Chapter Five:


Populism And Socialism In American Nazism


 

In this chapter I shall review several themes of Rockwell's socio-economic policy and their relationship to his brand of American fascism. It can be shown that Rockwell's social-economic ideas diverge from German Nazi principles and have similarities to American populism, not to mention 1930's American fascism. This chapter also illustrates the divergence of the post-Rockwell Nazis from the principles of Rockwell's neo-fascist synthesis - and helps to explain the consequent political irrelevancy of the movement. The chapter also contends that the post-Rockwell Nazis shared the usual U.S. Extreme Right contempt for social-economic theory in favour of racial and conspiracy doctrine; Rockwell, again appears as an original contributor to American fascism.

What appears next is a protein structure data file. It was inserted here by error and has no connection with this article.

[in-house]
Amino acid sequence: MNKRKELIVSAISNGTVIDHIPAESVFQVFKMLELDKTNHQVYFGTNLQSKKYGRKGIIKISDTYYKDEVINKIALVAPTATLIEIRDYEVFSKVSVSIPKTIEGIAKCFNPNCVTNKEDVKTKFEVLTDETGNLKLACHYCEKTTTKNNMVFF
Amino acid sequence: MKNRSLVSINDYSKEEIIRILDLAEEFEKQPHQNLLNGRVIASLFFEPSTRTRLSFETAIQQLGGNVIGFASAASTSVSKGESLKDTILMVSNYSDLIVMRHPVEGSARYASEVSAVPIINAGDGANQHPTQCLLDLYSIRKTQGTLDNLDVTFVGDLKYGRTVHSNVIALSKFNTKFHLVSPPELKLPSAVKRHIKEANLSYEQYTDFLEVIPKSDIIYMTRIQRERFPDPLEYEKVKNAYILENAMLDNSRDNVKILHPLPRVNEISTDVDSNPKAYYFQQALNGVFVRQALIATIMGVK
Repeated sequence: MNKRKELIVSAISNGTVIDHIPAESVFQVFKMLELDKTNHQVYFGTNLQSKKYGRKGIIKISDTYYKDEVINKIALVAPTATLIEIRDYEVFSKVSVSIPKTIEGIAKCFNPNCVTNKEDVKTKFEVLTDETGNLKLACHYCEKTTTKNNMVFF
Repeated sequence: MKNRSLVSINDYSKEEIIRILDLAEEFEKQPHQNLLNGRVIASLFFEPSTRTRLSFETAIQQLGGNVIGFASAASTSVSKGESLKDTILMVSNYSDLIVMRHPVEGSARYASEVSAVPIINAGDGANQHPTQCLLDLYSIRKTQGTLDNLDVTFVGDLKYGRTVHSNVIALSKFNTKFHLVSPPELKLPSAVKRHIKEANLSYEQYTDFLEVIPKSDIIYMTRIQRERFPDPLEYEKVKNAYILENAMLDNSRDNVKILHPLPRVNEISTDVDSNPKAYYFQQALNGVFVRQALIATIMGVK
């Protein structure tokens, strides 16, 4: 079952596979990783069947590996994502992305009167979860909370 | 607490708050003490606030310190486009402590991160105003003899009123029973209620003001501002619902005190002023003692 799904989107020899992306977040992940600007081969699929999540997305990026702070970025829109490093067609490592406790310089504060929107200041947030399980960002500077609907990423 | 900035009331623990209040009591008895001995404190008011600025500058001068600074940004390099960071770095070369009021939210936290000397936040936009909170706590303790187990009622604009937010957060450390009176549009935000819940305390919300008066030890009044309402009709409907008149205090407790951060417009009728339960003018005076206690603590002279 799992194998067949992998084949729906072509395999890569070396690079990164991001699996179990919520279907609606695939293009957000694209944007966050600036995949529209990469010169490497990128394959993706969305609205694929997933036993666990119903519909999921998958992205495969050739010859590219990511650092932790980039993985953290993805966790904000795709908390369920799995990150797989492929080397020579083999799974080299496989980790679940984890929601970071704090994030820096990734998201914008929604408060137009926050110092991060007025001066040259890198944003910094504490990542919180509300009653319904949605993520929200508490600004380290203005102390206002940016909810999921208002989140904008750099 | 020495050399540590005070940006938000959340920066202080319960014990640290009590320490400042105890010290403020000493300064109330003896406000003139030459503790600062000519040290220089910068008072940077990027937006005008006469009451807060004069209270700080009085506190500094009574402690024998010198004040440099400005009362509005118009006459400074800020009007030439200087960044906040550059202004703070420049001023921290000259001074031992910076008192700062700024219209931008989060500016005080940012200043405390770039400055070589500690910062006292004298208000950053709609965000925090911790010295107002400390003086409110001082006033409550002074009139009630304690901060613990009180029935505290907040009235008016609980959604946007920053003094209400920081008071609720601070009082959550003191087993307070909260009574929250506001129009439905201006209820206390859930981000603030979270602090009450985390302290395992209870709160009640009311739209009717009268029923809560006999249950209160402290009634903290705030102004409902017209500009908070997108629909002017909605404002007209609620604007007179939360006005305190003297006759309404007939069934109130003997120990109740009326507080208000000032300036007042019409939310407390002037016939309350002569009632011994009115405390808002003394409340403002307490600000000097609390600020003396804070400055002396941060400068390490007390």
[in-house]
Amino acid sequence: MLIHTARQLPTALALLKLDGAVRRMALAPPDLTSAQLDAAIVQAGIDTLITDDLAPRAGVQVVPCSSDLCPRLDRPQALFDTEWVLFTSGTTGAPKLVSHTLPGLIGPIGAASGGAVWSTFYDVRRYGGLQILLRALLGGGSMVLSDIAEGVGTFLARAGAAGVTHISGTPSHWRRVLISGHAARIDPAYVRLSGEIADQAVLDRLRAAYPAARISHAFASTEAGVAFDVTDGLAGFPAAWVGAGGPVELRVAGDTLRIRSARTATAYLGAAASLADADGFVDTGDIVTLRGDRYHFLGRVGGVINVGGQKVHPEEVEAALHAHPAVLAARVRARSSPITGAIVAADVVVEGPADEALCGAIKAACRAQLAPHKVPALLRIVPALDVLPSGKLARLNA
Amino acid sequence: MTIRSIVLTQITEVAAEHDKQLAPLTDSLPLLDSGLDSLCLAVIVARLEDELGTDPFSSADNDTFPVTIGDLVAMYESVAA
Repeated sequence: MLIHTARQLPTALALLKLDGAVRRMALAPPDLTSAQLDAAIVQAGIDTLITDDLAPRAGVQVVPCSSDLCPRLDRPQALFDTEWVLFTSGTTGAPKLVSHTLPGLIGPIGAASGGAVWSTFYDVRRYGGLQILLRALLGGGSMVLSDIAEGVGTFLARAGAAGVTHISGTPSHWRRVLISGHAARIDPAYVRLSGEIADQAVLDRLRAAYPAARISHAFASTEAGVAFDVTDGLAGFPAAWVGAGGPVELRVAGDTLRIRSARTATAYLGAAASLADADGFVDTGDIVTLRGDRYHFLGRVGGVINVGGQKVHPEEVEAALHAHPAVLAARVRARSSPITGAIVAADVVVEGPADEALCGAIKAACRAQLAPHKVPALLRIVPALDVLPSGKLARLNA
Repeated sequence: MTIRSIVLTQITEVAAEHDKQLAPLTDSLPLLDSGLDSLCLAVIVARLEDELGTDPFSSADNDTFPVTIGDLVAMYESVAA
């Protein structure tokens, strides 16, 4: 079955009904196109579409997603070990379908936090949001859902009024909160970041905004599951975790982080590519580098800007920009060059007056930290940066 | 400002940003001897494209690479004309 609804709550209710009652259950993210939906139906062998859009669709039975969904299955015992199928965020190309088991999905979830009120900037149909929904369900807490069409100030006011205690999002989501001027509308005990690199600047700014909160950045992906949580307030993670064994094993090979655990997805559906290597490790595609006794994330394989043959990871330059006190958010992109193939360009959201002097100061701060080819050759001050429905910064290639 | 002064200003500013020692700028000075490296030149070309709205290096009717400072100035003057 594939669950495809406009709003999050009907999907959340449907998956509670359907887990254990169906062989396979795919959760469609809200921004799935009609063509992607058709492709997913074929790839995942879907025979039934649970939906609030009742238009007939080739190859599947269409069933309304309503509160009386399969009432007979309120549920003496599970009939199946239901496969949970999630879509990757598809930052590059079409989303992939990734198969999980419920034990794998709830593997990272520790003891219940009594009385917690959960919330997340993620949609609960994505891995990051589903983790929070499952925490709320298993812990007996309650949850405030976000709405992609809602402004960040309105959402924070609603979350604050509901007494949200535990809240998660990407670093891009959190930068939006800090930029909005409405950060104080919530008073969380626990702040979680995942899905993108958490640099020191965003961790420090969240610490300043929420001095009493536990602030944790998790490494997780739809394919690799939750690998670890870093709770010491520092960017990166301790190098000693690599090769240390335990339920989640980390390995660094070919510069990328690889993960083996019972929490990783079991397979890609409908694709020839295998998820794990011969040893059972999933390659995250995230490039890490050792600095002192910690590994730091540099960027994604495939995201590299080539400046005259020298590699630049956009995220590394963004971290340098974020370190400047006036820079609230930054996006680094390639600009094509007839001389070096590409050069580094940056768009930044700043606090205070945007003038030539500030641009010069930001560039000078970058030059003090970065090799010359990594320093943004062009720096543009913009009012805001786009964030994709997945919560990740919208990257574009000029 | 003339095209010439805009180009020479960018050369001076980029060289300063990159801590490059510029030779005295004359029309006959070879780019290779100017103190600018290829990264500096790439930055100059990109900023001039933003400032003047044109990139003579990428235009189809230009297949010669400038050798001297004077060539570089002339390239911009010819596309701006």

(a) German Nazi Social Ideology

All U.S. Nazis have called the Third Reich a laboratory experiment in the creation of a new social order. (1) The overall thrust of Nazi propaganda implied that the German Nazi model could be applied to the United States. However from the early Rockwell movement through to the later Nazi period, U.S. Nazi propaganda has analysed the German model in a very impressionistic fashion. Nazi journals have featured photographs of Nuremberg rallies with their endless

1. Matt Koehl, The White Man's Viewpoint, Arlington, NSWPP tape recording, 1975.

files of massed brownshirts, the awesome power of the marching columns, and on the podium, the ordinary worker, Adolf Hitler. Such photographs have often been contrasted with images of Woodstock, drug addicts and radical student activists - alleged aspects of American degeneracy. (2) However, despite their pretension to understand the marvels of German fascism, the U.S. Nazis have scarcely attempted a serious examination of the social geography of the Third Reich.